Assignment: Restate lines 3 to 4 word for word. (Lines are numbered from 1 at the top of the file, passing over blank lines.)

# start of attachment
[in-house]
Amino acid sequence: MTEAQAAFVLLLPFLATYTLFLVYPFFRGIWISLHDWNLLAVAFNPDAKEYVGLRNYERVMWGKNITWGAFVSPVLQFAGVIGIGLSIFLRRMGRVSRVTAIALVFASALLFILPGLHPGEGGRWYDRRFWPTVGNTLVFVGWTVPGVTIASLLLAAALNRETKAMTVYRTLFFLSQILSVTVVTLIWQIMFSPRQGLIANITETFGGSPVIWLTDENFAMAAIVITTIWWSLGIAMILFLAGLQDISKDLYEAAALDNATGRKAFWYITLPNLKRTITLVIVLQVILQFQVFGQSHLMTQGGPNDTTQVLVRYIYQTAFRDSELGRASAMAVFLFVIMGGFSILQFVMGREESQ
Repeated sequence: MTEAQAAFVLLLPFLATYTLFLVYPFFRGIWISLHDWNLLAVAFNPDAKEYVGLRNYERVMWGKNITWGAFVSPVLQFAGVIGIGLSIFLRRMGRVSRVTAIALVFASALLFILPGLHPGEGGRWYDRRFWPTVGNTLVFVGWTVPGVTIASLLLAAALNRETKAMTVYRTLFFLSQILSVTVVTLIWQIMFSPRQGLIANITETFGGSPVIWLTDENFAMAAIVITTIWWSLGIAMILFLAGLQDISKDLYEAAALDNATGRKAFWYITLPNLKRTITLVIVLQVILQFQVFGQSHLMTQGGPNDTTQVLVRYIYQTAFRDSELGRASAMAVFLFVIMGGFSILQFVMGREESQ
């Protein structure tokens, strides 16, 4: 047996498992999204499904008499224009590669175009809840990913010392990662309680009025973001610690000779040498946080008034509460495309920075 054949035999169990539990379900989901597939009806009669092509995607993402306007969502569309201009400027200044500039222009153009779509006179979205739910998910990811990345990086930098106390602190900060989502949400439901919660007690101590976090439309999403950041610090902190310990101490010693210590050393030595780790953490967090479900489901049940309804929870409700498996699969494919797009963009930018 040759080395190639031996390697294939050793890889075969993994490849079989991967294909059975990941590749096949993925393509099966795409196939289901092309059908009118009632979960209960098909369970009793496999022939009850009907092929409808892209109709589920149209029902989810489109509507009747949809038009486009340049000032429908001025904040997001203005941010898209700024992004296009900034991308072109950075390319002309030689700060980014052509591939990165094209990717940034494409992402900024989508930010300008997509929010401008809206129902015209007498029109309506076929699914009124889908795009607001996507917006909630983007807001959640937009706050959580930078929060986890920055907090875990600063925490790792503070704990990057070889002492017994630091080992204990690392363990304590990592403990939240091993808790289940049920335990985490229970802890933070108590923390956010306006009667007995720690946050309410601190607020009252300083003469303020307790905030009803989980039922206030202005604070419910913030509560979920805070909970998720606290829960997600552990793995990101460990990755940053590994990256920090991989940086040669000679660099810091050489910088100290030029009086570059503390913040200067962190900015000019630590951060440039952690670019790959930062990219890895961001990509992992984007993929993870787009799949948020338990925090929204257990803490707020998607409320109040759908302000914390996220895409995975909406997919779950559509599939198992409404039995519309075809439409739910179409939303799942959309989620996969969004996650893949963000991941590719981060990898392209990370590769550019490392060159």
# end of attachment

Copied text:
Repeated sequence: MTEAQAAFVLLLPFLATYTLFLVYPFFRGIWISLHDWNLLAVAFNPDAKEYVGLRNYERVMWGKNITWGAFVSPVLQFAGVIGIGLSIFLRRMGRVSRVTAIALVFASALLFILPGLHPGEGGRWYDRRFWPTVGNTLVFVGWTVPGVTIASLLLAAALNRETKAMTVYRTLFFLSQILSVTVVTLIWQIMFSPRQGLIANITETFGGSPVIWLTDENFAMAAIVITTIWWSLGIAMILFLAGLQDISKDLYEAAALDNATGRKAFWYITLPNLKRTITLVIVLQVILQFQVFGQSHLMTQGGPNDTTQVLVRYIYQTAFRDSELGRASAMAVFLFVIMGGFSILQFVMGREESQ
């Protein structure tokens, strides 16, 4: 047996498992999204499904008499224009590669175009809840990913010392990662309680009025973001610690000779040498946080008034509460495309920075 054949035999169990539990379900989901597939009806009669092509995607993402306007969502569309201009400027200044500039222009153009779509006179979205739910998910990811990345990086930098106390602190900060989502949400439901919660007690101590976090439309999403950041610090902190310990101490010693210590050393030595780790953490967090479900489901049940309804929870409700498996699969494919797009963009930018 040759080395190639031996390697294939050793890889075969993994490849079989991967294909059975990941590749096949993925393509099966795409196939289901092309059908009118009632979960209960098909369970009793496999022939009850009907092929409808892209109709589920149209029902989810489109509507009747949809038009486009340049000032429908001025904040997001203005941010898209700024992004296009900034991308072109950075390319002309030689700060980014052509591939990165094209990717940034494409992402900024989508930010300008997509929010401008809206129902015209007498029109309506076929699914009124889908795009607001996507917006909630983007807001959640937009706050959580930078929060986890920055907090875990600063925490790792503070704990990057070889002492017994630091080992204990690392363990304590990592403990939240091993808790289940049920335990985490229970802890933070108590923390956010306006009667007995720690946050309410601190607020009252300083003469303020307790905030009803989980039922206030202005604070419910913030509560979920805070909970998720606290829960997600552990793995990101460990990755940053590994990256920090991989940086040669000679660099810091050489910088100290030029009086570059503390913040200067962190900015000019630590951060440039952690670019790959930062990219890895961001990509992992984007993929993870787009799949948020338990925090929204257990803490707020998607409320109040759908302000914390996220895409995975909406997919779950559509599939198992409404039995519309075809439409739910179409939303799942959309989620996969969004996650893949963000991941590719981060990898392209990370590769550019490392060159």